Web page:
On a happier note I see there is some good economic news coming out today, that’s why its important for DC and GO to stay in place, the country is on the up economically and the polls at the moment are reflecting that fact looking forward to some domestic politic’s with the polls getting very close, must get me one of those brackets apparently their very important..

  15. Leftylampton
    The Special Relationship between the UK and the United States is reasonably well defined and discussed on Wikipedia so I will not attempt my own definition. The clearest manifestations are mainly reflected in the close relationships of particular Prime Ministers and Presidents. Churchill and Roosevelt for most of World War 2, Thatcher and Reagan and the end of the “Evil Empire” and Blair and Clinton and G.W. Bush.
    What benefit for Britain? Arguably the first two of the relationships I have quoted were of benefit to the whole World not just Britain. Other than that I personally am a bit dubious about the benefits for either party. However my view is purely a personal one, British Prime Ministers of all persuasions seem to regard them highly.

  16. @Roger Mexico,

    “It’s worth remembering that even Sunday’s YouGov polls will have been taken in large part before the result of last night’s vote was announced and nearly all before most people will be aware of it and digested all the coverage.”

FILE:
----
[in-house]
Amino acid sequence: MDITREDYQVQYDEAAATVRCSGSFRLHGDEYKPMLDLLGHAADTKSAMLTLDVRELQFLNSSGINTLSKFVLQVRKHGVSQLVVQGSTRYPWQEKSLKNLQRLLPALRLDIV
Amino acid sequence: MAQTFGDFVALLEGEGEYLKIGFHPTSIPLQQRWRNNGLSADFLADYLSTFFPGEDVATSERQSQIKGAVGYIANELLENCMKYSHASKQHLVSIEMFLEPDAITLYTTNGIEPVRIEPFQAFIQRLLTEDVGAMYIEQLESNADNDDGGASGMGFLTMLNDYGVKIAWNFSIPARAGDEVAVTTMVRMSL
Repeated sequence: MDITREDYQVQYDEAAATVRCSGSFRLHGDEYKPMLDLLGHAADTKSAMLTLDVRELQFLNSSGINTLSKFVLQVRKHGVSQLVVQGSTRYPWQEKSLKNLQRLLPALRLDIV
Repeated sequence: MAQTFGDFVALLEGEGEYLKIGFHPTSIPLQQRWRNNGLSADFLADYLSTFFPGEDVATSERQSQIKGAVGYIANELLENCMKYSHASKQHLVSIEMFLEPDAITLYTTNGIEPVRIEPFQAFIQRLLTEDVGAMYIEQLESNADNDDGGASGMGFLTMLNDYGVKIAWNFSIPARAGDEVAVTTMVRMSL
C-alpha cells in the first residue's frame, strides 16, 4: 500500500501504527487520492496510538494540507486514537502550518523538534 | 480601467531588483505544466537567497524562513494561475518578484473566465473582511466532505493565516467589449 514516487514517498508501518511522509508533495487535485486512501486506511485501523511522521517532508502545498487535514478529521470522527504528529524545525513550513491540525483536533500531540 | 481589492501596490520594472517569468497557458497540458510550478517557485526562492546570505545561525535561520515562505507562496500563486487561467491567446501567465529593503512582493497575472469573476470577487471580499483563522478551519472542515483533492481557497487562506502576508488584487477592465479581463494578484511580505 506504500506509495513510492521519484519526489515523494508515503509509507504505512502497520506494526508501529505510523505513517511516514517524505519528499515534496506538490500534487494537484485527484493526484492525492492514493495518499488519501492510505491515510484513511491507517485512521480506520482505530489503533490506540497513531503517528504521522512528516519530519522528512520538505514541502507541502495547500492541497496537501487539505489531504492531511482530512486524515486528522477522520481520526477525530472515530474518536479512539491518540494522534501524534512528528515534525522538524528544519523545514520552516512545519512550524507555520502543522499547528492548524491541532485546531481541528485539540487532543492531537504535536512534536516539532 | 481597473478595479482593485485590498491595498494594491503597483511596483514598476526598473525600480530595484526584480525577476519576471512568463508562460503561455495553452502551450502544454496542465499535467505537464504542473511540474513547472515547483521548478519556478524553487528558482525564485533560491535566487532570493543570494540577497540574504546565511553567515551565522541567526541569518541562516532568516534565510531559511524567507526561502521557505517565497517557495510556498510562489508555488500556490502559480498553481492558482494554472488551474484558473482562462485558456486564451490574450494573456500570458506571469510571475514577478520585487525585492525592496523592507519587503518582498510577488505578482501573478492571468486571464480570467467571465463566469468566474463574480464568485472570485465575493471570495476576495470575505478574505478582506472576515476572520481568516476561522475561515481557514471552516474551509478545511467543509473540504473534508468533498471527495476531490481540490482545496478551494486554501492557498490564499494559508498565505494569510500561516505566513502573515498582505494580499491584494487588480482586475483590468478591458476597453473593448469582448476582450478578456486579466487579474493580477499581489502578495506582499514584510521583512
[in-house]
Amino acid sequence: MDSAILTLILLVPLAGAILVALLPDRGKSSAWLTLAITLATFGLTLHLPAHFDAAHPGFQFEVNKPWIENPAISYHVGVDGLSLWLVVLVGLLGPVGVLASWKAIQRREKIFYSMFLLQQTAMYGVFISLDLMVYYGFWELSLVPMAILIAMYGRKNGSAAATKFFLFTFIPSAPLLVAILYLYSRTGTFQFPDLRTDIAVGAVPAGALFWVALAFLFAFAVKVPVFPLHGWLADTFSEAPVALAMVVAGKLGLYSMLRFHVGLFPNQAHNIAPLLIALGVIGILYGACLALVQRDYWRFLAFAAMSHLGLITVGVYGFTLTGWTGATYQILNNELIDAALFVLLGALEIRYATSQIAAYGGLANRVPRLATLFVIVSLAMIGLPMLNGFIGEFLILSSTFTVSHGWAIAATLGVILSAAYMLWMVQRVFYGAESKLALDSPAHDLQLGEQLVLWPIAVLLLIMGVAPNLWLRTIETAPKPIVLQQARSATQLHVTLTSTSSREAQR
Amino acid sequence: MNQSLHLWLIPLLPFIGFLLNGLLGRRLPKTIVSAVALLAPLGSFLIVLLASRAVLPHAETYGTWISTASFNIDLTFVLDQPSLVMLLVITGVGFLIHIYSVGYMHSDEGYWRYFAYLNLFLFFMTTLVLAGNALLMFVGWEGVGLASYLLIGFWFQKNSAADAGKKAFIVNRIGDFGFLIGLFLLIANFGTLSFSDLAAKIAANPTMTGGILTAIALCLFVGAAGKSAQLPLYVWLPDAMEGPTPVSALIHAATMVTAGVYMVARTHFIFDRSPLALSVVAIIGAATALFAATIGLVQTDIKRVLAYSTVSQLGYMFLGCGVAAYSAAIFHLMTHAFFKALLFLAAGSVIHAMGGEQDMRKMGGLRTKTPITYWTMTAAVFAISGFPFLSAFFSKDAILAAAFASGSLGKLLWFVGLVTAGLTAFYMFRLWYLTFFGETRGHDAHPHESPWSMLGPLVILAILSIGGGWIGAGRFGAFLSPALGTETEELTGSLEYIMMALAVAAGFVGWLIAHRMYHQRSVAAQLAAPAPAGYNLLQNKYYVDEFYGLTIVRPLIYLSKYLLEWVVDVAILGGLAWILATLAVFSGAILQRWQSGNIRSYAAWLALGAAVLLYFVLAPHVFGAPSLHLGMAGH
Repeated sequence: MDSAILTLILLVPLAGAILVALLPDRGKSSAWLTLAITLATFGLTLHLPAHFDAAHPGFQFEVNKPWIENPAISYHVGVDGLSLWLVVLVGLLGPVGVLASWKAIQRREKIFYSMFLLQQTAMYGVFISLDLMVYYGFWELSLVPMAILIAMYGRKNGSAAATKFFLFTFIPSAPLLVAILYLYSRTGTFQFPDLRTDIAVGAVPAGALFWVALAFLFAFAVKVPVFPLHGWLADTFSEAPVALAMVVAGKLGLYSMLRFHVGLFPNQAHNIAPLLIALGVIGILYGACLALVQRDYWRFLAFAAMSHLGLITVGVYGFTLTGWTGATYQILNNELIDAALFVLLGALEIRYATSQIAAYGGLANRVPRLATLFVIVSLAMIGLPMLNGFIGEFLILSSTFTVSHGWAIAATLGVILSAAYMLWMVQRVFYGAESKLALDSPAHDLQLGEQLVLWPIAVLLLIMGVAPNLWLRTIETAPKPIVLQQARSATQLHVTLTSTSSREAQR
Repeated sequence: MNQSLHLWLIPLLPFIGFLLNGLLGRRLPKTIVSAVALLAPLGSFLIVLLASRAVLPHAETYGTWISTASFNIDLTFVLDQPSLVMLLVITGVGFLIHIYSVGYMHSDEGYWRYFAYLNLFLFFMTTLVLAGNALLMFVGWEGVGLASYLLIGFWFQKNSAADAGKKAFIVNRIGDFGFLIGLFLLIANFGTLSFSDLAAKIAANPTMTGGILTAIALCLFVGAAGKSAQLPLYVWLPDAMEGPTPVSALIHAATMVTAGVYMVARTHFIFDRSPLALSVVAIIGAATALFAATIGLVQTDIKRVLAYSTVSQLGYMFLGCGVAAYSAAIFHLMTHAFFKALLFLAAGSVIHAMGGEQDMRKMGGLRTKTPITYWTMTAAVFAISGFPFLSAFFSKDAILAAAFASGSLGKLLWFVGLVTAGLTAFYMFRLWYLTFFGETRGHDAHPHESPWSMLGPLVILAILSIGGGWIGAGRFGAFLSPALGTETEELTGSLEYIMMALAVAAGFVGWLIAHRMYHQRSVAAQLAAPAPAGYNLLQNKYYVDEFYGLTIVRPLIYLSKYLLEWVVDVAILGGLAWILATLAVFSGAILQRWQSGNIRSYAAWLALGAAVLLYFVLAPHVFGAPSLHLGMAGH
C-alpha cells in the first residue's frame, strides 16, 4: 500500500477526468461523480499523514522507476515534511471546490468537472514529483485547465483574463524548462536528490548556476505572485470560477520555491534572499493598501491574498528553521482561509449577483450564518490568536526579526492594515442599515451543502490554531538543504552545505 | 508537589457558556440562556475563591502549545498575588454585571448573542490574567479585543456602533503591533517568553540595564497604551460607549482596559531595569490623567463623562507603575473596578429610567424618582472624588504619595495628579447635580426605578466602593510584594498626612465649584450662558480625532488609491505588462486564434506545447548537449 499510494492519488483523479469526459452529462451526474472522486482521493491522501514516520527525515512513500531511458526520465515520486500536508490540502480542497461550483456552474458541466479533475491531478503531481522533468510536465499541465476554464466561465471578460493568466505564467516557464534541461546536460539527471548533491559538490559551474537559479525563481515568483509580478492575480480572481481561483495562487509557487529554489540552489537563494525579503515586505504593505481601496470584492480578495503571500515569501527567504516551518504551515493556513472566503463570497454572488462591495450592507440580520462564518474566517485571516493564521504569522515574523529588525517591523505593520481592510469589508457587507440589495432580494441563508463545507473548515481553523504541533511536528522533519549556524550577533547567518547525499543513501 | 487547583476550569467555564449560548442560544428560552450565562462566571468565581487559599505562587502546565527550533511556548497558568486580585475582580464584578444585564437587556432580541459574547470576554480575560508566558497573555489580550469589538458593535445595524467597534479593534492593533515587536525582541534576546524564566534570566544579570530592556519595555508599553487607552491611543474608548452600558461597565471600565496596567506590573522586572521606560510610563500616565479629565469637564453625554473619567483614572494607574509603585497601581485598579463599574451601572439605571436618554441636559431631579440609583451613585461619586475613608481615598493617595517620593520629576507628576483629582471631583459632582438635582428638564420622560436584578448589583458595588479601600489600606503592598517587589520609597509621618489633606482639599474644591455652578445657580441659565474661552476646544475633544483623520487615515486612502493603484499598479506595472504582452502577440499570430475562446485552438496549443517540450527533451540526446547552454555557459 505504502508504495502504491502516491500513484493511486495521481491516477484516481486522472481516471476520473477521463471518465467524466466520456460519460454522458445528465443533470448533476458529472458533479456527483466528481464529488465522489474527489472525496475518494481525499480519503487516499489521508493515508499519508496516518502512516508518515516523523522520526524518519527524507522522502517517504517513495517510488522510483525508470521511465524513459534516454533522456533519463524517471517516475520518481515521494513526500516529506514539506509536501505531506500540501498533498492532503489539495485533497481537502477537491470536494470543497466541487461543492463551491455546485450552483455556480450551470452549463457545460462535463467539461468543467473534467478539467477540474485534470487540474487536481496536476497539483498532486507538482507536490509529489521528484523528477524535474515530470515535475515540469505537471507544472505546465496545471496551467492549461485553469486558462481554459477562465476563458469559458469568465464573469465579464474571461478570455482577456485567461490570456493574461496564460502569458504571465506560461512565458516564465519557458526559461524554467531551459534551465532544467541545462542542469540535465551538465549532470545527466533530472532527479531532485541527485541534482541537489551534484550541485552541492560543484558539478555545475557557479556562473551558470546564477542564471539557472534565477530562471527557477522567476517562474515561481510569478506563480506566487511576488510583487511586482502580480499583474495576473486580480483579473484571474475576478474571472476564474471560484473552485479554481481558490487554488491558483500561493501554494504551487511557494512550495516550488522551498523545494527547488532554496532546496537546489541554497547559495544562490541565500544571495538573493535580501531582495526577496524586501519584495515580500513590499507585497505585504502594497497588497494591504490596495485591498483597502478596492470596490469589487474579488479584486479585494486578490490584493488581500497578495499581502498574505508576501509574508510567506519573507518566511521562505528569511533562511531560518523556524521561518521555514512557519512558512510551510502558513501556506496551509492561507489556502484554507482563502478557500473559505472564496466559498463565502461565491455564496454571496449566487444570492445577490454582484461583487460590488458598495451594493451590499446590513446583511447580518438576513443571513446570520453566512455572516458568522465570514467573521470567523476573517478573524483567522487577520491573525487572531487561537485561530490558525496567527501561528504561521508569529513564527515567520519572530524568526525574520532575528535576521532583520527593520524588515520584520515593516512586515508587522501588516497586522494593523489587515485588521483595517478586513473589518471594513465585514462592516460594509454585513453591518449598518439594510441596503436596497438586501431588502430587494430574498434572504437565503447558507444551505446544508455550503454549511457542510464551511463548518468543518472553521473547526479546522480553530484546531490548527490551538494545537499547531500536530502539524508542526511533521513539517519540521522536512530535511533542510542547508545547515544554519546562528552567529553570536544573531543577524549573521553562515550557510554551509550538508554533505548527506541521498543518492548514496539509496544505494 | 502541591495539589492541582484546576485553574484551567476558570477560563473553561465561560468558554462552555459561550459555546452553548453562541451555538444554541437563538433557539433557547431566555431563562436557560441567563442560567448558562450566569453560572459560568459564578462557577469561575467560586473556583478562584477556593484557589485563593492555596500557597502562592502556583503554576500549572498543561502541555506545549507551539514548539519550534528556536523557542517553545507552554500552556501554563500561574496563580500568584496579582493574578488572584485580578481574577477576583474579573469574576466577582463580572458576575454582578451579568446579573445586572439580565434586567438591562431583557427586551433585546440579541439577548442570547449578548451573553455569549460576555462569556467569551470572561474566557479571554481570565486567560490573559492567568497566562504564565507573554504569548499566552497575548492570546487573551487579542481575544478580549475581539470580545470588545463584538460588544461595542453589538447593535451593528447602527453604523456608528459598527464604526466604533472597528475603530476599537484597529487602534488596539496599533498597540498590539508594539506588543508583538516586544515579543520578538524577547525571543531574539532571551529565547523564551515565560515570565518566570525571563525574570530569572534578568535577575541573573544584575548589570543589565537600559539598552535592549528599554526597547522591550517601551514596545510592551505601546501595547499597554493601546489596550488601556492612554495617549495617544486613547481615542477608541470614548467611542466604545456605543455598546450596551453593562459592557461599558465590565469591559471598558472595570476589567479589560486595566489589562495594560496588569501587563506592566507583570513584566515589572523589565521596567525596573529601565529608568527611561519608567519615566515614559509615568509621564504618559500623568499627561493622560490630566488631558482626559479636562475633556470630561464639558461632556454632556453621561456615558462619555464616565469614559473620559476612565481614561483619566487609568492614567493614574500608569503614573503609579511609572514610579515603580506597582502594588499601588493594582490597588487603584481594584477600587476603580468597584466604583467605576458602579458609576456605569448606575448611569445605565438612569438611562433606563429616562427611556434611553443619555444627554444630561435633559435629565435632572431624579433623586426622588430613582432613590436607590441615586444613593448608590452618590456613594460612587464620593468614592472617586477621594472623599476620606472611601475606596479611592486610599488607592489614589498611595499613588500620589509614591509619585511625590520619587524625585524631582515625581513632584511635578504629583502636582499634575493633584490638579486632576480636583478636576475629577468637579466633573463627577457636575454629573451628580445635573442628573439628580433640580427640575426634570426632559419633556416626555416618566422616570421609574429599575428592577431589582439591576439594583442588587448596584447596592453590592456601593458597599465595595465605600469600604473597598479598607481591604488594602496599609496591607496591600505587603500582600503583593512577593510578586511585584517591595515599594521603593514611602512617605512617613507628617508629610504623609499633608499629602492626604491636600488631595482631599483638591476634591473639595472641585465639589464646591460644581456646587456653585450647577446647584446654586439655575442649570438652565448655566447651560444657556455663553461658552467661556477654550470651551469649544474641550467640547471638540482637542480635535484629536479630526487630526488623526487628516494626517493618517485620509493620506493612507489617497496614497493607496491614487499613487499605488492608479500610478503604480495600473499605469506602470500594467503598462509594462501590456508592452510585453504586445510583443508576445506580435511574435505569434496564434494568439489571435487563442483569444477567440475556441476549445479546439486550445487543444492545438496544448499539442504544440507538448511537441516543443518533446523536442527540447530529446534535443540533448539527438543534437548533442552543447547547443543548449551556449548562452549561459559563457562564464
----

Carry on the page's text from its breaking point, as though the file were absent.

Yep, it was conducted on the 28th to 29th August – so obviously after the public were aware that Cameron (and the government) wanted us to interfere militarily in Syria, but before the results of the vote were released. So it won’t reflect the fact that Cameron lost the vote, and all the humiliation that comes with that.

    I don’t think the polls matter too much per se….Syria is unlikely to be an issue that directly feeds into voting behaviour come 2015…so any Labour boost in the next few weeks is likely to be short-lived as more positive economic news is likely to take over and the coverage over the humiliations dies down. But it may be very important in two respects:-

    1) How the British public sees the leaders. At the moment, relative to their parties, EM is seen as being very weak (and generally very negatively), whereas DC is seen as more prime ministerial and a stronger leader (and outperforms his party). Will this alter these perceptions? I suspect the effect of the Syrian vote could alter the longer term perceptions of the leaders at least slightly, which for me is much more significant than any short-term polling shifts.

    2) Will it weaken DC within his own party, and with his own backbenchers and MPs?

  17. @Turk

    I would be amazed if Cameron resigned, why should he. Personally I will be happier to see him getting on with job of getting Britain’s economy back on track, which seems to be slowly happening.

  18. @Turk, TOH,

    I think pretty much everyone would be amazed if DC resigned.